My doctor says I should take acetaminophen for my osteoarthritis pain. It seems to help some, but not a lot. I have also recently noticed newspaper articles about the dangers of this over-the-counter pill. Should I be taking another pain killer?
Doctors often recommend acetaminophen, also known by the brand name Tylenol, because they consider it to be generally safer than the alternative medications.
Regular use of non-steroidal anti-inflammatory drugs (NSAIDs) – such as ibuprofen (Advil), naproxen (Aleve) and acetylsalicylic acid (Aspirin) – may cause stomach bleeding, raise blood pressure, affect blood clotting and can interfere with kidney function. As well, another group of pain medications – potent opioid-based drugs – can be addictive and also cause numerous side effects.
But just because acetaminophen is frequently recommended, that doesn't mean it's very effective.
"It is not a good analgesic [pain reliever], despite the fact that it has been around for decades," says Dr. David Juurlink, a drug safety expert and head of clinical pharmacology and toxicology at Sunnybrook Health Sciences Centre.
He points to a major review study, published earlier this year in the British Medical Journal. The team of researchers, led by Gustavo Machado of the George Institute for Global Health in Australia, analyzed the results from 13 trials in which acetaminophen was compared with a placebo (or dummy pill) in patients with either osteoarthritis (the most common type of arthritis) or lower back pain.
The researchers concluded that acetaminophen offers no help for back pain and only trivial benefit for patients with osteoarthritis in the hips or knees.
They also found that patients using acetaminophen were four times more likely than those taking a placebo to have abnormal results in liver-function tests.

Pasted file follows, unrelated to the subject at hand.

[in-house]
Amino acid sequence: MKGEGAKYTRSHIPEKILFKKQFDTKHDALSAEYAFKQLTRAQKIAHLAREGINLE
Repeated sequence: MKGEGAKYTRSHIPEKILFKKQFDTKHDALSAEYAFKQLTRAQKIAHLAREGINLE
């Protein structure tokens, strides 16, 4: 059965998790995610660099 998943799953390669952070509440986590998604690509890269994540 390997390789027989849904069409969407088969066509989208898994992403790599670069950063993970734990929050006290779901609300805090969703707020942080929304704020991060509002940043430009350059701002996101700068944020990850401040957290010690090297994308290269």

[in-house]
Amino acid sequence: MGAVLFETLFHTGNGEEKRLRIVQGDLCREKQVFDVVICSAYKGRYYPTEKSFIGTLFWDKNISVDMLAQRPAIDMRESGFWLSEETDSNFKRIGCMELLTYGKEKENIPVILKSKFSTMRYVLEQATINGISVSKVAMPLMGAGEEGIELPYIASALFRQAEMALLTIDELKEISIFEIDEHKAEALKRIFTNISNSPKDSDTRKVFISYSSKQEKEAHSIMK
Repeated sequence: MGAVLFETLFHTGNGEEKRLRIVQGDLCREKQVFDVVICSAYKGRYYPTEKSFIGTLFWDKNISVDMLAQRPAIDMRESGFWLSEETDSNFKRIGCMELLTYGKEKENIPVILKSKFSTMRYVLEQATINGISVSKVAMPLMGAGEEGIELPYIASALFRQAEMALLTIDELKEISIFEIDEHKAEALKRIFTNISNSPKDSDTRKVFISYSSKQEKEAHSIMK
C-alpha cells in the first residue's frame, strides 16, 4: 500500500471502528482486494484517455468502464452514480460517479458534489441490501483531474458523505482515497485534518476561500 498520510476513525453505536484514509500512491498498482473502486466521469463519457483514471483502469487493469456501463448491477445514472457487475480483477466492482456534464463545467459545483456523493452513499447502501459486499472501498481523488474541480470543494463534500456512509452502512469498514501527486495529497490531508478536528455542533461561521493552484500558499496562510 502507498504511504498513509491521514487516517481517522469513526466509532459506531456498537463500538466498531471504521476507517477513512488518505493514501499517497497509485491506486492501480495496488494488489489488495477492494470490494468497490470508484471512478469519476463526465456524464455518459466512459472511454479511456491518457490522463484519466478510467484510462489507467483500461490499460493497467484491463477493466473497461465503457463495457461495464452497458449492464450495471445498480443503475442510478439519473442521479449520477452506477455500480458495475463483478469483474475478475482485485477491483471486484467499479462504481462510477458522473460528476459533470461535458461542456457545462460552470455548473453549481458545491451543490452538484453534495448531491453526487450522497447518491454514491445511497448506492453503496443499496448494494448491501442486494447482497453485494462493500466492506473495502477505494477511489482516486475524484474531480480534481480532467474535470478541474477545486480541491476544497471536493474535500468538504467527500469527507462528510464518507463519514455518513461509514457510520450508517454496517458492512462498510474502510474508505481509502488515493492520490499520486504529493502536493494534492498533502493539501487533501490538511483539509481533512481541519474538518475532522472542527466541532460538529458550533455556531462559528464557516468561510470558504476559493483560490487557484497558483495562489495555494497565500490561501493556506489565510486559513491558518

Acetaminophen is thought to be fairly safe when taken as directed. That means patients shouldn't use more than the maximum recommended dose of 4,000 milligrams a day. Acetaminophen is normally broken down in the liver. If you take too much of it, the drug can cause serious injury to the organ.
What's more, it's fairly easy to unknowingly creep above the upper dose limit because acetaminophen is also found in scores of other products including allergy medications and cold remedies.
A patient who takes close to the maximum daily dose for pain could enter the danger zone by using a cold remedy that also contains a significant amount of acetaminophen.
In fact, Health Canada is currently reviewing its acetaminophen guidelines and could end up lowering the maximum dose. "Of the more than 250 cases of serious liver injury each year in Canada involving acetaminophen, over half involved accidental overdose," Health Canada said in a recent statement posted on its website.
Juurlink believes the medical community's faith in the effectiveness of acetaminophen isn't justified by the scientific evidence.
"It doesn't reduce pain scores a whole lot more than a placebo does. And a placebo has exactly zero side effects – that's not true with acetaminophen," he says. "I think if it were to be brought to market today, acetaminophen would not be approved" by government regulators.
The George Institute study may help explain why acetaminophen doesn't provide you with much pain relief. But does this mean you should switch to another drug? Not necessarily.
Juurlink says it's impossible to generalize. What's appropriate for one patient may not be right for another. "It depends on the type and the severity of the pain, and if the patient has other medical problems," he explains.
For instance, if the patient has ulcers or kidney problems, then a NSAID would be inherently riskier than acetaminophen. Furthermore, patients with a history of substance abuse should be prescribed opioids sparingly if at all.
So, you need to discuss your situation with your family doctor. But be forewarned: "The drugs we have for pain aren't all they are cracked up to be and very often they cause more harm than benefit," Juurlink says.
I don't want to paint a totally bleak picture for you. There is some evidence suggesting that non-drug treatments can actually help patients suffering from osteoarthritis. In particular, strengthening exercises and weight management can sometimes ease the burden on aching joints.
Some patients, though, are reluctant to exercise because it initially hurts when they move. In these cases, a pain medication may make it easier for them to begin an exercise program.
The combination of physical activity and medication may provide far more benefit than a pain reliever alone.
Paul Taylor is a patient navigation advisor at Sunnybrook Health Sciences Centre. He is a former health editor of The Globe and Mail. You can find him on Twitter @epaultaylor and online at Sunnybrook's Your Health Matters.